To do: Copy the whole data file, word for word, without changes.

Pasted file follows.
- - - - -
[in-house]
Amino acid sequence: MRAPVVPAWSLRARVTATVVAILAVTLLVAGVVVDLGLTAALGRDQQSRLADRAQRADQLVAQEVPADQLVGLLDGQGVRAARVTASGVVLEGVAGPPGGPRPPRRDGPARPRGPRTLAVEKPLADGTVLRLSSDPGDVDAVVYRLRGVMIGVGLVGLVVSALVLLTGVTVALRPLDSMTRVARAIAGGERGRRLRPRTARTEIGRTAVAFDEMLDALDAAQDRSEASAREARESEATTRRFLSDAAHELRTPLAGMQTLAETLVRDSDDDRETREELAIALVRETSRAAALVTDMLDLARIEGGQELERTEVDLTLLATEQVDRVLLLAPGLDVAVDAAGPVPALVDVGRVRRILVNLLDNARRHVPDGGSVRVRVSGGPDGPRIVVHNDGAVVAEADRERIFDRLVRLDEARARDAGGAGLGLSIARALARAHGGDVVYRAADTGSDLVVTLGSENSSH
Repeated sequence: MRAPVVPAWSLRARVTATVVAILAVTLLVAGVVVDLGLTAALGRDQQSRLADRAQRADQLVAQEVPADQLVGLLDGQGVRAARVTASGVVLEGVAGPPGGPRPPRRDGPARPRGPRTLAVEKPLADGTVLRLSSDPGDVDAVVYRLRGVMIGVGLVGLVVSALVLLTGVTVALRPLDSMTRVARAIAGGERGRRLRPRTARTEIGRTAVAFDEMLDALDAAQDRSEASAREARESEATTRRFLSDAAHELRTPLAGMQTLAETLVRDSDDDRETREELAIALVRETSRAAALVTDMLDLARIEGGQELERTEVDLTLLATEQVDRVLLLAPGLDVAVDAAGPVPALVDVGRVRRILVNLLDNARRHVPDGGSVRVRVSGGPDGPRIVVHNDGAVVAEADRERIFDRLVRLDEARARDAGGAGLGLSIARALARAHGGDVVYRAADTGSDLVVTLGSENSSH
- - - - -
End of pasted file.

[in-house]
Amino acid sequence: MRAPVVPAWSLRARVTATVVAILAVTLLVAGVVVDLGLTAALGRDQQSRLADRAQRADQLVAQEVPADQLVGLLDGQGVRAARVTASGVVLEGVAGPPGGPRPPRRDGPARPRGPRTLAVEKPLADGTVLRLSSDPGDVDAVVYRLRGVMIGVGLVGLVVSALVLLTGVTVALRPLDSMTRVARAIAGGERGRRLRPRTARTEIGRTAVAFDEMLDALDAAQDRSEASAREARESEATTRRFLSDAAHELRTPLAGMQTLAETLVRDSDDDRETREELAIALVRETSRAAALVTDMLDLARIEGGQELERTEVDLTLLATEQVDRVLLLAPGLDVAVDAAGPVPALVDVGRVRRILVNLLDNARRHVPDGGSVRVRVSGGPDGPRIVVHNDGAVVAEADRERIFDRLVRLDEARARDAGGAGLGLSIARALARAHGGDVVYRAADTGSDLVVTLGSENSSH
Repeated sequence: MRAPVVPAWSLRARVTATVVAILAVTLLVAGVVVDLGLTAALGRDQQSRLADRAQRADQLVAQEVPADQLVGLLDGQGVRAARVTASGVVLEGVAGPPGGPRPPRRDGPARPRGPRTLAVEKPLADGTVLRLSSDPGDVDAVVYRLRGVMIGVGLVGLVVSALVLLTGVTVALRPLDSMTRVARAIAGGERGRRLRPRTARTEIGRTAVAFDEMLDALDAAQDRSEASAREARESEATTRRFLSDAAHELRTPLAGMQTLAETLVRDSDDDRETREELAIALVRETSRAAALVTDMLDLARIEGGQELERTEVDLTLLATEQVDRVLLLAPGLDVAVDAAGPVPALVDVGRVRRILVNLLDNARRHVPDGGSVRVRVSGGPDGPRIVVHNDGAVVAEADRERIFDRLVRLDEARARDAGGAGLGLSIARALARAHGGDVVYRAADTGSDLVVTLGSENSSH